Positive Internet Gambling Reform in Brazil May be Closer than Ever

Written by Tom B. on 2010-06-10 at 15:15
Brazilian Gambling Laws - GamingZion
Back in 2009, the Brazilian senate was to consider a bill that was based on America’s Unlawful Internet Gambling Enforcement Act (UIGEA) in order to modify existing Brazilian gambling laws. As in the U.S., the bill would put pressure on the country’s financial institutions to stop processing transactions between citizens and online gambling websites.  

That bill was first introduced by senator Magno Malta and was said to be favored by President Luiz Inácio Lula de Silva enough to be forecast for passage by the end of this year. However, the bill has not yet passed and little movement on it has occurred beyond the senatorial companion legislation added in August that would require Brazilian ISPs to block access to prohibited sites along with a parallel ban on child pornography. 

If passed, the bill would be highly restrictive, though like the UIGEA in the U.S., seems mostly toothless in terms of potential enforcement. Even sponsoring senator Alves Filho admitted that “is not possible to punish those responsible for electronic sites based in other countries.” 

In November, da Silva’s ally, minister José Mucio Monteiro negotiating to legalize bricks-and-mortar casinos in Brazil, in light of the fact each of the world’s 20 developing nations has a system for legal gambling in place – and most of these have online gambling laws as well.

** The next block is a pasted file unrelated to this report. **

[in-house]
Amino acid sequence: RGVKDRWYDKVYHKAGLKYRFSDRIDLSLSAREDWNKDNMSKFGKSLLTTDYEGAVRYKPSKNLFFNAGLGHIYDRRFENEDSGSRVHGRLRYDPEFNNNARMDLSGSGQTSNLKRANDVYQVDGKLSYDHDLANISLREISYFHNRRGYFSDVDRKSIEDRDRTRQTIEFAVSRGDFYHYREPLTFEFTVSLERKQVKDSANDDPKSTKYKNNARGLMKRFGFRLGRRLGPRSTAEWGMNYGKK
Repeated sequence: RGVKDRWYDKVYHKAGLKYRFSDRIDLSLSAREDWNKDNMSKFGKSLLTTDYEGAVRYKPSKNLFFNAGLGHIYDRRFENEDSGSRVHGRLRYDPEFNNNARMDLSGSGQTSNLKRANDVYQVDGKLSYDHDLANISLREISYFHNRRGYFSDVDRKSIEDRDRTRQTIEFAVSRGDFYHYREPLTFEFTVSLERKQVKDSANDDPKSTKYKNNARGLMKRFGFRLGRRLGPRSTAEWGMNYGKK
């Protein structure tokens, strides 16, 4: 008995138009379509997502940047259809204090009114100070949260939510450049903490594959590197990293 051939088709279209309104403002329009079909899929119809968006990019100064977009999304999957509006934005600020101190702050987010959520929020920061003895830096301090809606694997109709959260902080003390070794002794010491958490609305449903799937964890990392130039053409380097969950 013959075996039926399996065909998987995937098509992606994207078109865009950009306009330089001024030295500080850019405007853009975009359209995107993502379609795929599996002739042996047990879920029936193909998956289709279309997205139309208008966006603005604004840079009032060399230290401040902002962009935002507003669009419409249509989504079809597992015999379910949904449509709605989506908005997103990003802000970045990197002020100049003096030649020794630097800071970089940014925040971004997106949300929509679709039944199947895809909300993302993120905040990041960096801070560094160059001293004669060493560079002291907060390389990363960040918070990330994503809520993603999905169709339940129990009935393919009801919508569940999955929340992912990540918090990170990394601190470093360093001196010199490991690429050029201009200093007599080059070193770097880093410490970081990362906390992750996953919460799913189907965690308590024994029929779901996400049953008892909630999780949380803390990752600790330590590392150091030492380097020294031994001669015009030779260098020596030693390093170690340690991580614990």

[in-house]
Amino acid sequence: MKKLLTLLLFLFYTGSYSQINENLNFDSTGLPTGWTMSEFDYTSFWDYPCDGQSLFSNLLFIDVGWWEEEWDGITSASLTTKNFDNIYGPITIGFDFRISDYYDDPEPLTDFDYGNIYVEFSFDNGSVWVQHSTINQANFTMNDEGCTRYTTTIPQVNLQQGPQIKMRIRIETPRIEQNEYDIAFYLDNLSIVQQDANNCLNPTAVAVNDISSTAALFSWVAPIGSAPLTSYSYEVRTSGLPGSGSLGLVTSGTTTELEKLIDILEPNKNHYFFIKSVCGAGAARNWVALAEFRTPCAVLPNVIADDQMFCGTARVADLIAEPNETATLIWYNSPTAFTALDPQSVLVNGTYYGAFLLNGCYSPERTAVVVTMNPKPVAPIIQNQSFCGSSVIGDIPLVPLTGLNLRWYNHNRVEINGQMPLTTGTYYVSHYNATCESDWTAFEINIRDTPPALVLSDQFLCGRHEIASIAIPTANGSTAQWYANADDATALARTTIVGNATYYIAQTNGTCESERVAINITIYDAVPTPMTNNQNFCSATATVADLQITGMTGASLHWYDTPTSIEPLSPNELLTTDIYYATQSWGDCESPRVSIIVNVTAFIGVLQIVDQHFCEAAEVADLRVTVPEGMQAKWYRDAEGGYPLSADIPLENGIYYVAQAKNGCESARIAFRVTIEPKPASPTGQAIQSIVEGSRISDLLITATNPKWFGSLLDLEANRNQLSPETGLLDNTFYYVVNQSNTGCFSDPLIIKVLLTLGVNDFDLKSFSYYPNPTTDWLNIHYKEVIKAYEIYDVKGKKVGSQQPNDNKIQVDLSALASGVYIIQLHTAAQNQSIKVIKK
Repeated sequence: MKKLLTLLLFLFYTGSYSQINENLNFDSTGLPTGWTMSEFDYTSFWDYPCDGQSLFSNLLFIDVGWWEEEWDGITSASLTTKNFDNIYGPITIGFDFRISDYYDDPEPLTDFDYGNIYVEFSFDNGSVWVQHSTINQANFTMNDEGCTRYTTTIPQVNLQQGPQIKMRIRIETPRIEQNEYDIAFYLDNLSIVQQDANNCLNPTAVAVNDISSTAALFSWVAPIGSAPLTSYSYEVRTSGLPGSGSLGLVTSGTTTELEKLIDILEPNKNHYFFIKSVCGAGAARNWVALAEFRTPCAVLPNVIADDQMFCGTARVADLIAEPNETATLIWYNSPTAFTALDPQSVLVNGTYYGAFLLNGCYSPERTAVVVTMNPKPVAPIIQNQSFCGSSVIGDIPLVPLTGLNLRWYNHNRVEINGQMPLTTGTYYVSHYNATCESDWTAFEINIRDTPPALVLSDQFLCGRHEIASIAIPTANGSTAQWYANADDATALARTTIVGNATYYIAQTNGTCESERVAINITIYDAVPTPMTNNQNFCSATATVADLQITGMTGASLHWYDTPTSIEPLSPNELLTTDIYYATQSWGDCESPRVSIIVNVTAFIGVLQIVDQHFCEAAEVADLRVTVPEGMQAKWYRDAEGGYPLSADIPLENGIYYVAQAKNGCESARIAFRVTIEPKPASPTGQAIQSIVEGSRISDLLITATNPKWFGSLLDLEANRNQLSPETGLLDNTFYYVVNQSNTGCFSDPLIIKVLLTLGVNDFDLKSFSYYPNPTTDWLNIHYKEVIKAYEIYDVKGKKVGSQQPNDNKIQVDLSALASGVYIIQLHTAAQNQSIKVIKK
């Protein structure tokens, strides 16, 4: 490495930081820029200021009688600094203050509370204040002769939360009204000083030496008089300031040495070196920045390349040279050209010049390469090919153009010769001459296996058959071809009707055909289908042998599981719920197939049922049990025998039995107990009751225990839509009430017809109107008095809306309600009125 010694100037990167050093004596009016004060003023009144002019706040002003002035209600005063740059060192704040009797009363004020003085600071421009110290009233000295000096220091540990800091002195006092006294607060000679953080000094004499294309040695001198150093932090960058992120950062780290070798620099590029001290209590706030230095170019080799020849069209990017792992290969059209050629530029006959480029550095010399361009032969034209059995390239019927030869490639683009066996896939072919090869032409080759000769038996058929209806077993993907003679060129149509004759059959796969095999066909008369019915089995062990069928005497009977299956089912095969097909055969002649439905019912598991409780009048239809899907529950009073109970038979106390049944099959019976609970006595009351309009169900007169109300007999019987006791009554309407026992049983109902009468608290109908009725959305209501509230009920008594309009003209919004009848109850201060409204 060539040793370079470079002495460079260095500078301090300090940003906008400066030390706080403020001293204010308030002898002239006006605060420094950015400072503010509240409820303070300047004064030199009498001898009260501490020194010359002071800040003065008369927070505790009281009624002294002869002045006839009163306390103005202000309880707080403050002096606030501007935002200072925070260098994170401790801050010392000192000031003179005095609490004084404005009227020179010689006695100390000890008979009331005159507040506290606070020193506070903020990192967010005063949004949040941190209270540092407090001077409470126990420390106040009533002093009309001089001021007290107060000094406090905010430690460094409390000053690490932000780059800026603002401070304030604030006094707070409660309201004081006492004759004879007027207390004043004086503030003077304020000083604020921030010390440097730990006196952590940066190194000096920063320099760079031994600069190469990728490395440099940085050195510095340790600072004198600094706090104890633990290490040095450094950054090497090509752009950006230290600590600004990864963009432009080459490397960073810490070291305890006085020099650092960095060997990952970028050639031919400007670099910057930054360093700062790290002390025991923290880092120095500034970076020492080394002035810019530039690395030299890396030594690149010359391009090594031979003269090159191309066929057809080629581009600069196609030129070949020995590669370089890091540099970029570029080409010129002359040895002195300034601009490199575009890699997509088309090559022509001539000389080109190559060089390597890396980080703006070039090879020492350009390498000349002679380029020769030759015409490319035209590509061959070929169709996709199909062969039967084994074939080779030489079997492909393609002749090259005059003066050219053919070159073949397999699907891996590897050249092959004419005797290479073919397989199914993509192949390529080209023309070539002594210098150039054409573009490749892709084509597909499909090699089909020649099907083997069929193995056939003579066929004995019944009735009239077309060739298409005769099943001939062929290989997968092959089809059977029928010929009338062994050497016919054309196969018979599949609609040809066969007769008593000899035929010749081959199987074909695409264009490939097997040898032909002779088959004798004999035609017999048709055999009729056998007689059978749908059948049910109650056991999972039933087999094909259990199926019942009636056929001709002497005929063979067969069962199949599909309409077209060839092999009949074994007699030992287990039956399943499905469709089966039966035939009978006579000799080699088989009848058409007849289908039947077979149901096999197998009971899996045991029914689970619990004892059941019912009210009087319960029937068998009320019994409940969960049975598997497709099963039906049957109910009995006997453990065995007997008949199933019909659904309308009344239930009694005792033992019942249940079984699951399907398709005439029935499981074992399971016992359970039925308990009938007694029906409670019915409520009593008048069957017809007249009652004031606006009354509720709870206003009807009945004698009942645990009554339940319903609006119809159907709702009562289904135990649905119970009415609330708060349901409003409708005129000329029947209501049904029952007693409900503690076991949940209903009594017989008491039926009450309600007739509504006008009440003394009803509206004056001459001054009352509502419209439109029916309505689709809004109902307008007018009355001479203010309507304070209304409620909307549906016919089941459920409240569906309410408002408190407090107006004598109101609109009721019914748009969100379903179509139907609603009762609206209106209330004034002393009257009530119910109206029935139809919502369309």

Legalized gambling in Brazil could generate up to 300,000 jobs and $10 billion in government revenue per year. Estimates put current legal wagering by Brazilians at online casinos at $4 billion per year and, thanks to the spike in World Cup wagering and increasing to play online poker in Brazil as of late, players like Bwin, 888, Betsson, Poker Stars, and Sporting Bet already have a strong presence in Brazil. 

Right now, however, both sides appear to be in something of a limbo and despite President da Silva’s former enthusiasm for the hardline stance of an UIGEA-like bill, this possibility now seems unlikely to pass before 2011, if ever. In fact, the pendulum is probably swinging the other way, as many pro-gambling advocates have pointed out the advantages of legalization in time to host the World Cup in 2014.

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